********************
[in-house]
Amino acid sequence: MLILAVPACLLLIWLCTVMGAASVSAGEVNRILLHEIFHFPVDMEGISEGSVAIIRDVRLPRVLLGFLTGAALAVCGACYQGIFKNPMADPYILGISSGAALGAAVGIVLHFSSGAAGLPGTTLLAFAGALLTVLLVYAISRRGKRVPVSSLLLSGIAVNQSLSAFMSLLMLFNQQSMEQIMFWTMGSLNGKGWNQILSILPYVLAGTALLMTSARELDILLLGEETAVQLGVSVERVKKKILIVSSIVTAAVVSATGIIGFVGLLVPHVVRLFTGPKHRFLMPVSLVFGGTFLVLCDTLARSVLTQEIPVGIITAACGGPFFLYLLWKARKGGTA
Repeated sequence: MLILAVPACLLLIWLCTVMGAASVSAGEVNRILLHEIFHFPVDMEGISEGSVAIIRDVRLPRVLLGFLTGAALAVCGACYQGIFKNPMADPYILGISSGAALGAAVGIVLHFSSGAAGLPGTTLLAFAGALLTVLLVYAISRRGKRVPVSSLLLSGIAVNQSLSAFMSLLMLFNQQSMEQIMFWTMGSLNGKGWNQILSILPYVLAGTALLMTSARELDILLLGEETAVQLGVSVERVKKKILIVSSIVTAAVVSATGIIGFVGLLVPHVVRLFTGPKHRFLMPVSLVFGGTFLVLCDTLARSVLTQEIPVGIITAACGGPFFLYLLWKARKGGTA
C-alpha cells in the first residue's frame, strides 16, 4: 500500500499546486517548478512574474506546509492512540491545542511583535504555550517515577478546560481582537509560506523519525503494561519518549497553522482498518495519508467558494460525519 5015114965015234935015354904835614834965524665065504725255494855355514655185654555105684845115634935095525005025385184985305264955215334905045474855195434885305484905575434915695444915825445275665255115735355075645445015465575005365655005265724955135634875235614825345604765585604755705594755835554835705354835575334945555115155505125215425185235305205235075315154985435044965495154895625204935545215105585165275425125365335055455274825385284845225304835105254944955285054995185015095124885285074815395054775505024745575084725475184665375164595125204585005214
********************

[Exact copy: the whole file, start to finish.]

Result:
[in-house]
Amino acid sequence: MLILAVPACLLLIWLCTVMGAASVSAGEVNRILLHEIFHFPVDMEGISEGSVAIIRDVRLPRVLLGFLTGAALAVCGACYQGIFKNPMADPYILGISSGAALGAAVGIVLHFSSGAAGLPGTTLLAFAGALLTVLLVYAISRRGKRVPVSSLLLSGIAVNQSLSAFMSLLMLFNQQSMEQIMFWTMGSLNGKGWNQILSILPYVLAGTALLMTSARELDILLLGEETAVQLGVSVERVKKKILIVSSIVTAAVVSATGIIGFVGLLVPHVVRLFTGPKHRFLMPVSLVFGGTFLVLCDTLARSVLTQEIPVGIITAACGGPFFLYLLWKARKGGTA
Repeated sequence: MLILAVPACLLLIWLCTVMGAASVSAGEVNRILLHEIFHFPVDMEGISEGSVAIIRDVRLPRVLLGFLTGAALAVCGACYQGIFKNPMADPYILGISSGAALGAAVGIVLHFSSGAAGLPGTTLLAFAGALLTVLLVYAISRRGKRVPVSSLLLSGIAVNQSLSAFMSLLMLFNQQSMEQIMFWTMGSLNGKGWNQILSILPYVLAGTALLMTSARELDILLLGEETAVQLGVSVERVKKKILIVSSIVTAAVVSATGIIGFVGLLVPHVVRLFTGPKHRFLMPVSLVFGGTFLVLCDTLARSVLTQEIPVGIITAACGGPFFLYLLWKARKGGTA
C-alpha cells in the first residue's frame, strides 16, 4: 500500500499546486517548478512574474506546509492512540491545542511583535504555550517515577478546560481582537509560506523519525503494561519518549497553522482498518495519508467558494460525519 5015114965015234935015354904835614834965524665065504725255494855355514655185654555105684845115634935095525005025385184985305264955215334905045474855195434885305484905575434915695444915825445275665255115735355075645445015465575005365655005265724955135634875235614825345604765585604755705594755835554835705354835575334945555115155505125215425185235305205235075315154985435044965495154895625204935545215105585165275425125365335055455274825385284845225304835105254944955285054995185015095124885285074815395054775505024745575084725475184665375164595125204585005214